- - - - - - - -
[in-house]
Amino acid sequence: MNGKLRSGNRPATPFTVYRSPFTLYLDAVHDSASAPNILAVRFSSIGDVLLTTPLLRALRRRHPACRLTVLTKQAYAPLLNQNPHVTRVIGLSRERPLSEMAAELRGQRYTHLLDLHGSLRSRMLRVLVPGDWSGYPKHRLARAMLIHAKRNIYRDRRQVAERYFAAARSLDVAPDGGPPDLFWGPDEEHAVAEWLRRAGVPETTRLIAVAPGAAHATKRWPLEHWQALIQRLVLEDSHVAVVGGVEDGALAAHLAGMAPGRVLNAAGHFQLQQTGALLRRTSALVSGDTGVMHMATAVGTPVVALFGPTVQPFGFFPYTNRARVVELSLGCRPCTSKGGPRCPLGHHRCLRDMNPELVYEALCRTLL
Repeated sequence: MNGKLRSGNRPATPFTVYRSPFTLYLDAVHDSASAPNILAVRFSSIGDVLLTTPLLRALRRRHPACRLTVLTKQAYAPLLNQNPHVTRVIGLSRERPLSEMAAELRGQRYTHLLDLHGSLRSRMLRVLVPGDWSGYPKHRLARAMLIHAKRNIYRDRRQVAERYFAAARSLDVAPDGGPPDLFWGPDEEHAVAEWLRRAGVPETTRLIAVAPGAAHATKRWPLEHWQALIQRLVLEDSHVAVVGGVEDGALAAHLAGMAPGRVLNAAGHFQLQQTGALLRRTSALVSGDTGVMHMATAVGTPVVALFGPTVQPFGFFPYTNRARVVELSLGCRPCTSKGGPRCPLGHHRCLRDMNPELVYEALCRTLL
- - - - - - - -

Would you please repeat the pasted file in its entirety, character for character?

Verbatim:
[in-house]
Amino acid sequence: MNGKLRSGNRPATPFTVYRSPFTLYLDAVHDSASAPNILAVRFSSIGDVLLTTPLLRALRRRHPACRLTVLTKQAYAPLLNQNPHVTRVIGLSRERPLSEMAAELRGQRYTHLLDLHGSLRSRMLRVLVPGDWSGYPKHRLARAMLIHAKRNIYRDRRQVAERYFAAARSLDVAPDGGPPDLFWGPDEEHAVAEWLRRAGVPETTRLIAVAPGAAHATKRWPLEHWQALIQRLVLEDSHVAVVGGVEDGALAAHLAGMAPGRVLNAAGHFQLQQTGALLRRTSALVSGDTGVMHMATAVGTPVVALFGPTVQPFGFFPYTNRARVVELSLGCRPCTSKGGPRCPLGHHRCLRDMNPELVYEALCRTLL
Repeated sequence: MNGKLRSGNRPATPFTVYRSPFTLYLDAVHDSASAPNILAVRFSSIGDVLLTTPLLRALRRRHPACRLTVLTKQAYAPLLNQNPHVTRVIGLSRERPLSEMAAELRGQRYTHLLDLHGSLRSRMLRVLVPGDWSGYPKHRLARAMLIHAKRNIYRDRRQVAERYFAAARSLDVAPDGGPPDLFWGPDEEHAVAEWLRRAGVPETTRLIAVAPGAAHATKRWPLEHWQALIQRLVLEDSHVAVVGGVEDGALAAHLAGMAPGRVLNAAGHFQLQQTGALLRRTSALVSGDTGVMHMATAVGTPVVALFGPTVQPFGFFPYTNRARVVELSLGCRPCTSKGGPRCPLGHHRCLRDMNPELVYEALCRTLL